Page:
Back to top

Flower Photo by MIO ITO on Unsplash

Flowers can be grow outdoors, but some flowers you have to grow indoors, because they wouldn't survive in outdoors. Which flowers you can grow outdoors or have to grow indoors depends on what kind of environment you live in. Flowers generally need a lot of moisture and fertilizer to grow properly. These flowering plants use a lot of energy to grow their flowers. This energy has to come from somewhere: mainly the soil.

Flower soil mixes usually hold quite a bit of moisture and contain a lot of nutrients for your flowers to grow. Generally, most flowers only grow once and then die, so the flower soil mix is designed to feed your flowers generously. However, this soil won't do well long-term, unless you keep adding fertilizer when you grow new flowers.

It's generally best to use flower soil mix just for flowers. Because this type of soil retains so much moisture, which is perfect for flowers, it will over water most other houseplants. You can always choose to improve drainage of the soil mix, after which you could also use it for other plants.

Indoor potting mix

Back to top

Monstera out of the pot

A great all-round potting mix for you houseplants is any general indoor potting mix. This type of potting soil is great for the average houseplant and you can adjust it for any type of houseplant with a few extra ingredients. A general indoor potting mix usually stays moist for 4-5 days, depending on the time of year and sunlight exposure, which is great for most plants. Most indoor plants like to dry out for a few days before you water them again, so this type of soil works well for those plants.

If you notice that your plant needs a little bit more moisture, you can add things like peat moss, vermiculite, or sphagnum moss. If you're looking for more information about how you can retain more moisture in the soil, be sure to check out "How to make your soil retain more water?".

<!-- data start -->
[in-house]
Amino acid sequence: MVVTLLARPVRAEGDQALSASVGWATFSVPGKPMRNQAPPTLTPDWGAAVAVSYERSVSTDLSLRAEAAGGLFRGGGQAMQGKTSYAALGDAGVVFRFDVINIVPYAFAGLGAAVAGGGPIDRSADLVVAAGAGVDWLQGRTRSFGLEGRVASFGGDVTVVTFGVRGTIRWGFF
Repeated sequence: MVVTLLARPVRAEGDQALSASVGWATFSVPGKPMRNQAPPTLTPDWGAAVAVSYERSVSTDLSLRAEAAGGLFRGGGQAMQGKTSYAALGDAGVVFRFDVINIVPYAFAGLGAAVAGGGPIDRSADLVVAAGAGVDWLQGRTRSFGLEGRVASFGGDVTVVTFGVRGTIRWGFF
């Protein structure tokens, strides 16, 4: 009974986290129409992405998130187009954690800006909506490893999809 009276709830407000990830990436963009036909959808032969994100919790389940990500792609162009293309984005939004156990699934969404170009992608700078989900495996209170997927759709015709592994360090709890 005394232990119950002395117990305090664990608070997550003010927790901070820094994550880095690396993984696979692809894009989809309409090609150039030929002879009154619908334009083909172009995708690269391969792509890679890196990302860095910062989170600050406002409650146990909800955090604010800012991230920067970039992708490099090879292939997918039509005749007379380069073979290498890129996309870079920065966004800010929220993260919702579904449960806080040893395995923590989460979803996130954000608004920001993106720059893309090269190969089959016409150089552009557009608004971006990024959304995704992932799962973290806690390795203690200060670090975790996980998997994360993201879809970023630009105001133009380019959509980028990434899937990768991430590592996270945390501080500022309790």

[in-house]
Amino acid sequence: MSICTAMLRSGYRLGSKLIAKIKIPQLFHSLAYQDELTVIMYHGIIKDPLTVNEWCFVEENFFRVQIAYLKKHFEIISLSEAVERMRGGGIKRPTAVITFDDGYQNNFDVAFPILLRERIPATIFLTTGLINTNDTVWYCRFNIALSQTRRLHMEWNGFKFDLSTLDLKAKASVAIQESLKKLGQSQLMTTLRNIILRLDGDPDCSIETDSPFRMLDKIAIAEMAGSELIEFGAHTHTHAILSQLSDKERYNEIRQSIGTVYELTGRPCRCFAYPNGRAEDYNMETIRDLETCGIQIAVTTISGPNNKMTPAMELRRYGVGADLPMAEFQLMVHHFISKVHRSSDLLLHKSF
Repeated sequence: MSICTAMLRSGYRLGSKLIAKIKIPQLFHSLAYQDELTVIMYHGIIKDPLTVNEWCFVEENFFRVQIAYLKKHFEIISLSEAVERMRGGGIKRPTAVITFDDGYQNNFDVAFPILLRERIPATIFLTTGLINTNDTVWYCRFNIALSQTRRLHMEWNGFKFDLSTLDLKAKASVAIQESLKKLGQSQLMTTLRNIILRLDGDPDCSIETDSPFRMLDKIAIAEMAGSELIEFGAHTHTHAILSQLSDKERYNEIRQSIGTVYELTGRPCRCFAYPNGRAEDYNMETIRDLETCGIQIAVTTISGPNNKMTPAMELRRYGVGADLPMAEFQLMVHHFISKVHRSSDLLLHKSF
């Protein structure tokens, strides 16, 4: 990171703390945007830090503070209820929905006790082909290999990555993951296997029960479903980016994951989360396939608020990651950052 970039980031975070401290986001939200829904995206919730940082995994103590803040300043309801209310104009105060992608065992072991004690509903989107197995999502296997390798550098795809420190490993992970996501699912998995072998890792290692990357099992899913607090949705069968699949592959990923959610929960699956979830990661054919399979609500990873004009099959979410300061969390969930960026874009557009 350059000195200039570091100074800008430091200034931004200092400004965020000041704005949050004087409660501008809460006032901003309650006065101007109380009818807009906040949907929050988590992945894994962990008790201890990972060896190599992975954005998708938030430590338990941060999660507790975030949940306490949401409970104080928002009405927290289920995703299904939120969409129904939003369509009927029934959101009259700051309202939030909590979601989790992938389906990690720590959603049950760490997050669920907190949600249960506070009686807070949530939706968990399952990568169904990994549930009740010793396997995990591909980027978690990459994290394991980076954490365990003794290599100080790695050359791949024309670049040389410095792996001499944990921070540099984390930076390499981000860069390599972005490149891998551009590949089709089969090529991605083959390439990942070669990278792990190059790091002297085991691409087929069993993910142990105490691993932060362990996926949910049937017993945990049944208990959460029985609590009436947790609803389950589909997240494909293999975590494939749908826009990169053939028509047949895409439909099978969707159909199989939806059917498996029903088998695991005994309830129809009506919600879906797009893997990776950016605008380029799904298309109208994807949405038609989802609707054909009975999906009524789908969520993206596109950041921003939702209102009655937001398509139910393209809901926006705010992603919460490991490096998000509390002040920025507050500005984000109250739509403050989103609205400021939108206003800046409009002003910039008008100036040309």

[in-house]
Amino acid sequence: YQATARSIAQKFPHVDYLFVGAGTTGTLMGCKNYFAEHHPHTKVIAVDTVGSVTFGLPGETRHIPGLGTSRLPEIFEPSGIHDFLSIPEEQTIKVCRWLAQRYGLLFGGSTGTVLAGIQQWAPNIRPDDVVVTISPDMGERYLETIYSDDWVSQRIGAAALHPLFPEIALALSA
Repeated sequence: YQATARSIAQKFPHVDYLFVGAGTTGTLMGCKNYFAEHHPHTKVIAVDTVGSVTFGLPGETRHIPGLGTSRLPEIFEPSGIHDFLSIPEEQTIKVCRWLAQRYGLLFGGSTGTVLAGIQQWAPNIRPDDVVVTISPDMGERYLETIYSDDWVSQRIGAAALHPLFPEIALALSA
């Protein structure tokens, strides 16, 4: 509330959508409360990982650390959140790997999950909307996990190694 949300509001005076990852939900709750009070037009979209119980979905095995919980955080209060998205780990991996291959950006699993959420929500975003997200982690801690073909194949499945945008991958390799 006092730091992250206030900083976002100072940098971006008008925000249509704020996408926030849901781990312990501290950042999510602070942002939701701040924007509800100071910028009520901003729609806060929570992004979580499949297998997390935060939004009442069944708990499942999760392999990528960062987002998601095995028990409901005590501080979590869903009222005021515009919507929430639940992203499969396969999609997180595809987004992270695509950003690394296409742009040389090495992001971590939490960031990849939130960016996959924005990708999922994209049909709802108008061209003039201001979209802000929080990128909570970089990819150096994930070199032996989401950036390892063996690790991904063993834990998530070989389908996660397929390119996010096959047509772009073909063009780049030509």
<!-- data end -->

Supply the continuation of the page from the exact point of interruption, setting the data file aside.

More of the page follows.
However, if you notice that your plant is getting too much water, you can add ingredients like perlite, sand, and rocks to the soil. These ingredients help to drain excess moisture more quickly and will help the soil to stay fluffy to allow oxygen to reach the plant's roots. If you're looking for more information about helping to improve the drainage of your soil, you can have a look at: "How to make your soil drain water quickly?".

As you can see, a general indoor potting mix is great for most houseplants. Some might need a few slight adjustments, but it will be your best bet for most houseplants.

Plant specific potting mixes

Back to top

Along with a lot of general potting soil mixes, you'll also find soil mixes for specific plants. These mixes are perfectly mixed to provide the ideal growing environment for that plant. If you find a soil mix for a plant you want to repot, this type of mix would be the best choice, because you'll know it's mixed just for your plant.

You'll find a lot of these types of mixes on the internet, rather than in plant shops, so you might have to look for them a little more.

MIxed bags of soil for specific plants are the best way to give your plant the growing conditions it likes. So if you happen to find a bag for a plant you're repotting, it's best to choose the more specific mix you need.

You can also learn to mix your own soil and you'll always have the perfect soil for your plants. This does take a little bit of practice, but it's worth a try.


In the beginning we asked ourselves: "Do the different types of soil mixes really matter for my houseplant?". In this plant care guide, we've discovered that the different mixes make a huge difference for your plants and that it's best to find a soil mix that's made for your plant. These soil mixes are there to give you the tools to help build the ideal growing conditions for your houseplants.

Some soils retain a lot of moisture, while others drain it all away. Each soil mix has it's own purpose and it's up to you (with my help) to figure out which soil fits with which plant. The most important thing you can do when buying new soil is this: do a little bit of research about the watering requirements of your plant. Does your plant need very little water? Perhaps the cactus and succulent soil mix is perfect for your. If your plant needs more moisture, find a soil mix that contains coconut coir or vermiculite to give your plant what it needs.

If you're still struggling, don't worry, you'll learn how to find the right mix over time. Everyone struggles with this in the beginning, but we all learn.

Thank you for reading this post! I hope it helps you to keep your plants healthy and beautiful! If you're looking for more guides on specific plants, you can always request a plant guide to get a guide for the plant you have trouble with.

Tags: soil

Posted on: Sep 25, 2021 Last updated on: Apr 8, 2022

Are you ready to put your new knowledge into practice?

Get your own products from the links below and support us in our mission to help people take care of plants like this.

This page contains affiliate links. Support me and my mission by ordering through my links. Thank you!

Pin this plant guide

More guides by Plant care for Beginners